The simple answer is yes.
Nguyen Trong Tan, a university student in District 10, personally witnessed the shocking practice. After purchasing an ‘extremely’ white coconut from his school’s cafeteria he forgot about it and left it in his desk overnight. The following day in class upon rediscovering the abandoned coconut Tan and his fellow classmates reported the coconut milk had turned a rancid pink. Coconuts have a fairly long shelf life and can be left unrefrigerated for up to several days.
As shocking as this may be to many, it’s not a new trend. Bleaching the coconuts has dual purposes – sellers believe that it will entice potential buyers into thinking there is more juice inside the coconut (the skin of the coconut soaks up the bleach making it heavier) and that the coconut is fresher because it’s white. The bleach is also used to whiten dried coconut flesh, which usually turns grayish-brown after being left out in the air, to make coconut candies. Coconuts aren’t the only food reportedly being bleached. Investigators in Hanoi discovered many restaurants were using bleach to whiten everything from banana flowers and blackened meat to cement and even chopsticks.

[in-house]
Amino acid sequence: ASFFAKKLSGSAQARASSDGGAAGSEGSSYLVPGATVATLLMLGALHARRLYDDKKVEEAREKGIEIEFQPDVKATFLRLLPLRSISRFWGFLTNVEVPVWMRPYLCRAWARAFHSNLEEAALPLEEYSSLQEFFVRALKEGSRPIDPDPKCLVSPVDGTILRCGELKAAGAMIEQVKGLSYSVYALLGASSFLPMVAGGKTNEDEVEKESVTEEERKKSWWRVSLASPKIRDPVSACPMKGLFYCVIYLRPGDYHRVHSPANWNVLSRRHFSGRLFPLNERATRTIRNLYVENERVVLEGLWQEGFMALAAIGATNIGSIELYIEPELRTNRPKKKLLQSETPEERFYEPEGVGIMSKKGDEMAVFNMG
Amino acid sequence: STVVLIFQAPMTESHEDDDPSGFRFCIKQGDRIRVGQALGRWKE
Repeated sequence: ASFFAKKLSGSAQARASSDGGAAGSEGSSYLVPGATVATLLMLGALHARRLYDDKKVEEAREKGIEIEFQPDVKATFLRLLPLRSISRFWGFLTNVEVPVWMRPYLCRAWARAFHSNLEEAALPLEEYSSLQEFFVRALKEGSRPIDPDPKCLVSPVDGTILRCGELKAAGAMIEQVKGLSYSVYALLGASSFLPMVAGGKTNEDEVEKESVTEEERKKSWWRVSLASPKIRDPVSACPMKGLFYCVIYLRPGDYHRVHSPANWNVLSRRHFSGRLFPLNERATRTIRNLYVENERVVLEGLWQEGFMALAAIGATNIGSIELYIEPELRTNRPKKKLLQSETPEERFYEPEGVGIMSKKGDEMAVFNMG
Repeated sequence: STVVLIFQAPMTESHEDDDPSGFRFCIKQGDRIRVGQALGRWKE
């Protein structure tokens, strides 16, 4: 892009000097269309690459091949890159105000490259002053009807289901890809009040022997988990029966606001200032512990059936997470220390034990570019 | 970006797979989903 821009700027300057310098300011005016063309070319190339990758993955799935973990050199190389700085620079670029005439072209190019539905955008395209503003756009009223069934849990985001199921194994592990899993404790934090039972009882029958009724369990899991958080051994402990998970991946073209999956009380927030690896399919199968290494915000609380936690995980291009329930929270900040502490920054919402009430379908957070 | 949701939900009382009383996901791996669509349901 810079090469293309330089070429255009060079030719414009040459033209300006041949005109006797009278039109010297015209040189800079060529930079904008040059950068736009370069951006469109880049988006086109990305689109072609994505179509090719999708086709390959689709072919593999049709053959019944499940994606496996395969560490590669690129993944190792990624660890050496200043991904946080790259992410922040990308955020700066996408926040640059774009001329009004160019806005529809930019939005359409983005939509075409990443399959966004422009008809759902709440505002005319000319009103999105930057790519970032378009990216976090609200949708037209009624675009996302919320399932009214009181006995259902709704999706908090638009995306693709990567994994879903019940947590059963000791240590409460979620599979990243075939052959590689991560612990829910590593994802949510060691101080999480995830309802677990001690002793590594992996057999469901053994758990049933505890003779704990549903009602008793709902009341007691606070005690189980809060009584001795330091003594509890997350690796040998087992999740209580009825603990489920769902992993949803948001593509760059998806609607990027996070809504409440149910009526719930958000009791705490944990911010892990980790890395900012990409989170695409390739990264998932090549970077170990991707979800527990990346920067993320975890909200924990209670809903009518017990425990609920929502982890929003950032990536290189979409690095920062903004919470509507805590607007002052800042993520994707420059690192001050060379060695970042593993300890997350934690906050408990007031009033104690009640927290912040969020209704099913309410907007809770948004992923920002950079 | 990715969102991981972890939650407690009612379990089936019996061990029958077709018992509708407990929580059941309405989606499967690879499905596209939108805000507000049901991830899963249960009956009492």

“I’ve seen it firsthand at the market near the bridge going into District 4. A lady had a box filled with water with coconuts soaking in it. I thought she was just washing them but I smelled bleach too so I asked her what she was doing. She said she was making the coconuts white. I was shocked,” says Hong Van, a Viet Kieu here on vacation for three months. “Now I only buy brown looking coconuts or ones in their natural green shell. I’ve warned my daughter who lives here about it too.”
Not only is it a dangerous way to maximize profits but what is more concerning are the serious health issues that can arise from not only touching the altered coconut but ingesting it. Doctors say that consuming even the slightest amount of the bleaching toxins can cause respiratory, gastrointestinal and other unpredictable diseases. Accidental contact with the eyes can also result in temporary or even permanent loss of sight.
Some of the chemicals that are used to bleach coconuts are detergent, sodium hydrosulfite, citric acid and phosphorous acid, all common ingredients in many household cleaning products purchasable in bulk.
Coconut bleaching is a widespread practice throughout Ho Chi Minh City and Hanoi, with Ben Phu Dinh Street (known for producing coconut candies and wholesaling coconuts) in District 8, Ho Chi Minh City and Dong Xuan Market in the capital being major culprits.